Chemists look to links and knots in the search for new cancer therapies
Researchers in the United Arab Emirates and the US have shown that metal–organic trefoil knots, a type of mechanically interlocked architecture, could form the basis of a new class of anti-cancer agents.
Platinum (iv)-based drugs, such as cisplatin and carboplatin, are front-line treatments for several cancers. However, cancer cell resistance and patient side-effects mean investigations are ongoing into alternative drugs that contain other metals.
Now, Ali Trabolsi of New York University Abu Dhabi and his team have devised a series of unusual complexes that could provide a new therapeutic avenue for treating cancer. The complexes, which combine zinc, cadmium, copper or manganese with organic ligands in a trefoil knot shape, are more potent than cisplatin towards six different cancer cell lines known for being aggressive with a risk of high drug resistance. Further studies show that both healthy cells and zebrafish embryos can tolerate the trefoil knots.
The knots are more selective for cancer cells than cisplatin. Their size favours uptake mechanisms that are more active in cancer cells and they also contain dynamic covalent bonds, which break and release their sub-components in the acidic environment found around cancer cells.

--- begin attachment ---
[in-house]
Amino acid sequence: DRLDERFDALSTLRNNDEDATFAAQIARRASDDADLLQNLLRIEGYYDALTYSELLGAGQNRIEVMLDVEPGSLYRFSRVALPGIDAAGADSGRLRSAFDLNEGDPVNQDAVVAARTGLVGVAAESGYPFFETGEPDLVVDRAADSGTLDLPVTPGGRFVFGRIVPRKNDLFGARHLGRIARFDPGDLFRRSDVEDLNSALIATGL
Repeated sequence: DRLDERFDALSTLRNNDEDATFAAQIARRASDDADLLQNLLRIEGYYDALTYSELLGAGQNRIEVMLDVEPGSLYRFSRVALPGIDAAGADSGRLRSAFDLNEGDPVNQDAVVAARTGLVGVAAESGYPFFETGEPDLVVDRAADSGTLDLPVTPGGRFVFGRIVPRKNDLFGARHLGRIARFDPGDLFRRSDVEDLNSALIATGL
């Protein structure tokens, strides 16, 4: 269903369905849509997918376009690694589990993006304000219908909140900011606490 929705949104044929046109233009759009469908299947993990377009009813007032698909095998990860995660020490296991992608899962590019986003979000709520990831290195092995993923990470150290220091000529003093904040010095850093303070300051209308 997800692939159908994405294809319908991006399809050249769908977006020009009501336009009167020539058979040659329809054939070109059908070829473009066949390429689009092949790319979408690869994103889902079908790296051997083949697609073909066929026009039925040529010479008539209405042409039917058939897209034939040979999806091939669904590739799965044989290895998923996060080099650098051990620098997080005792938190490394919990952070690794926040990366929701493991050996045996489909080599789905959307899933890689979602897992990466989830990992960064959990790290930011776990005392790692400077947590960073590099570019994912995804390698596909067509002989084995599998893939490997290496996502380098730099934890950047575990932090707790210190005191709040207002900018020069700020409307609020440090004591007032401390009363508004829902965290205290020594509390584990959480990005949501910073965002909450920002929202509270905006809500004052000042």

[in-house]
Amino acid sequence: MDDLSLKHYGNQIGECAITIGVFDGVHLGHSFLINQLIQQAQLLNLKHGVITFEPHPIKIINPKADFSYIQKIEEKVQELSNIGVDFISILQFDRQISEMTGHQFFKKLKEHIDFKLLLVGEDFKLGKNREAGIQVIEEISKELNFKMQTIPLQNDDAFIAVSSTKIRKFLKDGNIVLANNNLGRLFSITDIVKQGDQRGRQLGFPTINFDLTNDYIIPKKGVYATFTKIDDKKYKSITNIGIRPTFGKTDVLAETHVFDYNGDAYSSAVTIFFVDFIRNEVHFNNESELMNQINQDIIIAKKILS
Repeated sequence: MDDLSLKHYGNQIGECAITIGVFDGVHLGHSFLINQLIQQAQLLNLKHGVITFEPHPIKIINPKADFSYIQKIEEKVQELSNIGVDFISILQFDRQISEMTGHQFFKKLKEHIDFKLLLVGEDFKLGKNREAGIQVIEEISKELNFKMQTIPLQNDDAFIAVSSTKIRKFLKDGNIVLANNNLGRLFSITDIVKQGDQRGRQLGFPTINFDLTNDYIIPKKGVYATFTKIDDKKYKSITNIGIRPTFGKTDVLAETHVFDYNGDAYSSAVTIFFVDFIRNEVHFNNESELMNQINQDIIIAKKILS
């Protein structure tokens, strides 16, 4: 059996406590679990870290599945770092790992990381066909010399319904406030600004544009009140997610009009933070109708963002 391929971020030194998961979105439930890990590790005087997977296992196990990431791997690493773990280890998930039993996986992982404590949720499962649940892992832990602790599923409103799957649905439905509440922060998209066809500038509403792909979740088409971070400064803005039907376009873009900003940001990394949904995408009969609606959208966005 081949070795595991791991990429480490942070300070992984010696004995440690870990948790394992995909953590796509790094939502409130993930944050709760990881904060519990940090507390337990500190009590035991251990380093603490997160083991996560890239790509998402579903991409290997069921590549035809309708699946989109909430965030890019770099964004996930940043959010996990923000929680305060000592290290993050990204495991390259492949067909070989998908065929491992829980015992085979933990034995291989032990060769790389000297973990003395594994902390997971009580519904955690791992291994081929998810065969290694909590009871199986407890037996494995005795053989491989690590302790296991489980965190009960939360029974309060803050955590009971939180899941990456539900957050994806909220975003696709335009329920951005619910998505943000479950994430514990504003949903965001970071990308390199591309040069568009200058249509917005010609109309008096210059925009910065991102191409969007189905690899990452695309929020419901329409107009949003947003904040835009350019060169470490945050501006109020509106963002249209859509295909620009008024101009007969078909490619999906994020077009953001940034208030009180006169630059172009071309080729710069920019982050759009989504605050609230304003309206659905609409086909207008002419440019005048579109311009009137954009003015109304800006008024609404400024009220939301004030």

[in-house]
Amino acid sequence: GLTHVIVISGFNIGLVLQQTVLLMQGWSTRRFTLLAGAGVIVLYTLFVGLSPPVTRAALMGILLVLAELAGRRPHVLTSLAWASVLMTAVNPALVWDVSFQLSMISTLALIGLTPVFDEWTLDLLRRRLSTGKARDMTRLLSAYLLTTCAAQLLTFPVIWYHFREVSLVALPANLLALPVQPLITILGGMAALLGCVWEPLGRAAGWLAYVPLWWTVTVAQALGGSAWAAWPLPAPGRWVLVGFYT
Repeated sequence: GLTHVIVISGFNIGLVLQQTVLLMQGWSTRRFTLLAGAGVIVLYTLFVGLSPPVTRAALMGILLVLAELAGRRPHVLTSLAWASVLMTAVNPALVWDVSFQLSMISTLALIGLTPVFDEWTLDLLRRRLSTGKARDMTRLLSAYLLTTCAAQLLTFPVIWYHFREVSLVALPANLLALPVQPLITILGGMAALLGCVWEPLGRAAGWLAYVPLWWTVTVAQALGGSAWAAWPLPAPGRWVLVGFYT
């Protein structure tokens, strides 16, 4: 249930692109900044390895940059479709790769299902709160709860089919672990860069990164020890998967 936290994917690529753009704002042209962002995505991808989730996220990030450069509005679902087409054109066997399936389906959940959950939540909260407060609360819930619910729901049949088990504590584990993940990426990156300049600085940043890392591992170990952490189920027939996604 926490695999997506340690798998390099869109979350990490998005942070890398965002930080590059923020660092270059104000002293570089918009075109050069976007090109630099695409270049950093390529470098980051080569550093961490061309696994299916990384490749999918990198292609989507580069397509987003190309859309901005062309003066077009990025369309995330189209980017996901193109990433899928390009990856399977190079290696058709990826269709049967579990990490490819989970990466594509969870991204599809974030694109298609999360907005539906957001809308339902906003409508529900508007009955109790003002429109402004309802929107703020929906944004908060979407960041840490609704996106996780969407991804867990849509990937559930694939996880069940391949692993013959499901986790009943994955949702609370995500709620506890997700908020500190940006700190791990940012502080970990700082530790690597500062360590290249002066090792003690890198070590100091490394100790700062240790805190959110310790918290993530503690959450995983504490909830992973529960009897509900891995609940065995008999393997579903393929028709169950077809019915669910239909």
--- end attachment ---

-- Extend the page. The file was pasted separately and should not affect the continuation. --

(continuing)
Cisplatin is thought to fight cancer by damaging DNA in a way that prevents cell division – something that enzymes in healthy cells can repair. Mechanistic studies show that Trabolsi’s knots kills cancerous cells by generating reactive oxygen species that damage mitochondria, rather than disrupting cell membranes or causing DNA damage.
Together, the knots’ superior selectivity and pharmacological mechanism could mean they have fewer side-effects than cisplatin and its derivatives.
‘The metal-organic trefoil knots appear to have a different mechanism than cisplatin, and the observation that they undergo hydrolysis at a more acidic, cancer relevant pH is particularly exciting,’ comments Patrick McGowan, who develops organometallic anticancer drugs at the University of Leeds, UK.
James Crowley, a chemist working on metallosupramolecular structures at the University of Otago in New Zealand, says these molecules could provide a new unexplored area of chemical space for drug design and development. ‘This work will get more people thinking about the biological properties of interlocked systems.’
This article is open access
F Benyettou et al, Chem. Sci., 2019, DOI: 10.1039/c9sc01218d
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